The Hasidic School District That Was Created in Secret

New York Times


Even most New Yorkers have forgotten that Congress passed the Bill of Rights in New York. According to “The Curious Case of Kiryas Joel: The Rise of a Village Theocracy and the Battle to Defend the Separation of Church and State” (Chicago Review Press, $27.99), New York State is also where the “establishment clause” of the First Amendment’s freedom of religion protections was cynically abridged exactly two centuries later.

Written by Louis Grumet with John Caher, the book recounts the political and constitutional maneuvering behind a state law passed in 1989 empowering the Satmar Hasidic enclave in Orange County to establish its own public school system.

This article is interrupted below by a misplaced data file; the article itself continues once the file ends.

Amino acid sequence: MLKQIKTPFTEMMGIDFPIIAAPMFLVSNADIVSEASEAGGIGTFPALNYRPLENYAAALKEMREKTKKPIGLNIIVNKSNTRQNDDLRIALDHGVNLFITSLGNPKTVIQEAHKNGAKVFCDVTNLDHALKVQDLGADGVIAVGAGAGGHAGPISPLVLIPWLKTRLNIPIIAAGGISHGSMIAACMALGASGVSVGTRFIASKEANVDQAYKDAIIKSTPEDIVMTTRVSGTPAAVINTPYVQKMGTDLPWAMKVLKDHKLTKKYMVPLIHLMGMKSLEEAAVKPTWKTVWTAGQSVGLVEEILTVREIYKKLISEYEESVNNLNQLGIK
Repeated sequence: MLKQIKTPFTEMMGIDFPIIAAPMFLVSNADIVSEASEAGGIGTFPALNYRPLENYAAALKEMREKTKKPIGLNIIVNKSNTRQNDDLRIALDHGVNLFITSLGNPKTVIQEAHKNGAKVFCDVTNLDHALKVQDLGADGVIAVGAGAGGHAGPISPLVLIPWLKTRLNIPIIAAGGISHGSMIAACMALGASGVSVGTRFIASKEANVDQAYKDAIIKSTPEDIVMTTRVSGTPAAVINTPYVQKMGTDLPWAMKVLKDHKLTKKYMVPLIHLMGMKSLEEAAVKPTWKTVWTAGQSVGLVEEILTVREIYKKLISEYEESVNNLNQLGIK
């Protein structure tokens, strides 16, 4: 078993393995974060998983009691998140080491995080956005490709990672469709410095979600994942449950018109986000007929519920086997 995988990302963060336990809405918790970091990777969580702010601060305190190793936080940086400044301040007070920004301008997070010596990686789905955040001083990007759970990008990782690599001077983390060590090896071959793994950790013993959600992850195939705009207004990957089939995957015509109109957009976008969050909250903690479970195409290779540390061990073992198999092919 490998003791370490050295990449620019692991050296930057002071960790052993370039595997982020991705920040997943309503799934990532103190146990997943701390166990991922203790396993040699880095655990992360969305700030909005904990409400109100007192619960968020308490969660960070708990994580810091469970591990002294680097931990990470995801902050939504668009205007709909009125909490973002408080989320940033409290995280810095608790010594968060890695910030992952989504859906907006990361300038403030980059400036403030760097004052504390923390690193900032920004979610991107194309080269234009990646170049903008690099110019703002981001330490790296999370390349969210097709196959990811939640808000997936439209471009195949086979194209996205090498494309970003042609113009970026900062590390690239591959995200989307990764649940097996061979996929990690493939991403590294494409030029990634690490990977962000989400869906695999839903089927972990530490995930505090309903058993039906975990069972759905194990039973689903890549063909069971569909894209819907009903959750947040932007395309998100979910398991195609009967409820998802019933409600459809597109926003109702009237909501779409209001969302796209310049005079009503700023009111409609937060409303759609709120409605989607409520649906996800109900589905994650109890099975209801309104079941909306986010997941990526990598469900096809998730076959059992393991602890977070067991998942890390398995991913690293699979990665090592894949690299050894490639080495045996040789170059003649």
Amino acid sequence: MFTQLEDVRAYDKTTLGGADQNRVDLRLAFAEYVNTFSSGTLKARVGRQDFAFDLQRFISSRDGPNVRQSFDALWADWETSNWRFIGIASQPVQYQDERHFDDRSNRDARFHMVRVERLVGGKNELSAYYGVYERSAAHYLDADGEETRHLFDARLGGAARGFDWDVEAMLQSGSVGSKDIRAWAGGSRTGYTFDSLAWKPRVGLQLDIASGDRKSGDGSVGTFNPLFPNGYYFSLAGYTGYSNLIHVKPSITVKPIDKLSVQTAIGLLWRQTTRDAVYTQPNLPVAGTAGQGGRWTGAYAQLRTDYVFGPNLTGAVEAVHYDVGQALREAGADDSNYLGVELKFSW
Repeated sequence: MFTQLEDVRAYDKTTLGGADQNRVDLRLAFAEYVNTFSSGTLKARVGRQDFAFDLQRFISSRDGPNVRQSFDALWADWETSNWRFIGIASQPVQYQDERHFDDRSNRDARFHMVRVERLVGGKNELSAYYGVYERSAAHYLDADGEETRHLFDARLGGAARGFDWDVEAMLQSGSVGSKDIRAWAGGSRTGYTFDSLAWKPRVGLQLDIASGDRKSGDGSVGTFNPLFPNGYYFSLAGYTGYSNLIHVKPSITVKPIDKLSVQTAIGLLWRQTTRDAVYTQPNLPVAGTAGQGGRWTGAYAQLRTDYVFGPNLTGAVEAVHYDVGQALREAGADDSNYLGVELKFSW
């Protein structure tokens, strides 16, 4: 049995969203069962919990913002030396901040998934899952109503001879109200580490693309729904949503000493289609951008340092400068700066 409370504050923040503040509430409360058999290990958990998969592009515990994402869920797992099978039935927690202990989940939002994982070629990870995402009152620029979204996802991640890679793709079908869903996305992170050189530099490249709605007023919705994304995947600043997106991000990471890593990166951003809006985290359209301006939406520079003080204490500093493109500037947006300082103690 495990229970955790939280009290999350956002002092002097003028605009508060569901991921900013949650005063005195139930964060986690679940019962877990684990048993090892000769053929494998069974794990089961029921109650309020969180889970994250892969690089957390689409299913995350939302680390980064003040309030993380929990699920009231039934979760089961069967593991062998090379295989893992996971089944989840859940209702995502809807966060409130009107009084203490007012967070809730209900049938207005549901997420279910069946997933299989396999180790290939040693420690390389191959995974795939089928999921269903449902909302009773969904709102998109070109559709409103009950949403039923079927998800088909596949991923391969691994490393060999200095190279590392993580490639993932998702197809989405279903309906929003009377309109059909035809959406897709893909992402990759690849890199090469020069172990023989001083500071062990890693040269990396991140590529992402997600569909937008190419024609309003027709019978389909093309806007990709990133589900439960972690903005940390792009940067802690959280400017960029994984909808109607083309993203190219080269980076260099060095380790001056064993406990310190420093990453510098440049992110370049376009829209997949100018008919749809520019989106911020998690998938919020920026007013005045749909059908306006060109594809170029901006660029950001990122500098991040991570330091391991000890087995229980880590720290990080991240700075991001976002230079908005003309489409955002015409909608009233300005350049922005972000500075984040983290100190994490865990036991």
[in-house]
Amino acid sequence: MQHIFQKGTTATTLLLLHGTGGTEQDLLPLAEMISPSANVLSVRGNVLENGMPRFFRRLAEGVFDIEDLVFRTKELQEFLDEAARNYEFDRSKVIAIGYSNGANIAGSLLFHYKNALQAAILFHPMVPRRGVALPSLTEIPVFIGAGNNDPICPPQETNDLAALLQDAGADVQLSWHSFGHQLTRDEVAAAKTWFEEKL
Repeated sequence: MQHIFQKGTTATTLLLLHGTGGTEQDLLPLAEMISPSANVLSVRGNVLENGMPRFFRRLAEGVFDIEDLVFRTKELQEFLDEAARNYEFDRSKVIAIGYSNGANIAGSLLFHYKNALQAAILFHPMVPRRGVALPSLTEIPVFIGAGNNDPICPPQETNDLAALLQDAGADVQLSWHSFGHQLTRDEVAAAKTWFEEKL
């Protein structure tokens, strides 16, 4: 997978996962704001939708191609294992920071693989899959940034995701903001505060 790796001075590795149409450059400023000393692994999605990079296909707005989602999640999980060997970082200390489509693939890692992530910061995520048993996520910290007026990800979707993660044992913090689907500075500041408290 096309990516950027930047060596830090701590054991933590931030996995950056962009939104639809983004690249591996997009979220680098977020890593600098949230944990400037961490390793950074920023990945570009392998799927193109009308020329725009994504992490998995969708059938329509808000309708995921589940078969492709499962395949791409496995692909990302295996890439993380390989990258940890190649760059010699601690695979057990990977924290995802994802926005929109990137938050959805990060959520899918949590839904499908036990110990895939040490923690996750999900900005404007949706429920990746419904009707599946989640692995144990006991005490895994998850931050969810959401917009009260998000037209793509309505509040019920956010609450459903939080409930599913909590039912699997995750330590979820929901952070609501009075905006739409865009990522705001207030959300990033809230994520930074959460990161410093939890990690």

The insular, muscularly politically incorrect Satmars in the village of Kiryas Joel wanted, as the authors write, to have their cake and eat it, too — that is, to segregate the village from secular society while wringing every public service it might be entitled to from government.

That presented a predicament: How to pay for the education of students with special needs who were ostracized because of their religious reclusiveness when they were assigned to classes in the secular school district.

The State Constitution bars direct aid to parochial schools; the First Amendment to the United States Constitution prohibits government from passing any legislation that establishes a religion or prefers one to another.

The authors recount how Democrats in Brooklyn, where the Satmar sect is based; George E. Pataki, then a Republican assemblyman in the Hudson Valley who was wooing the Hasidim, who vote as a bloc; and Gov. Mario M. Cuomo worked to establish “the first governmental unit in American history that was created solely to serve the needs and interests of only one religious group” — certain that the courts would overturn their largess.

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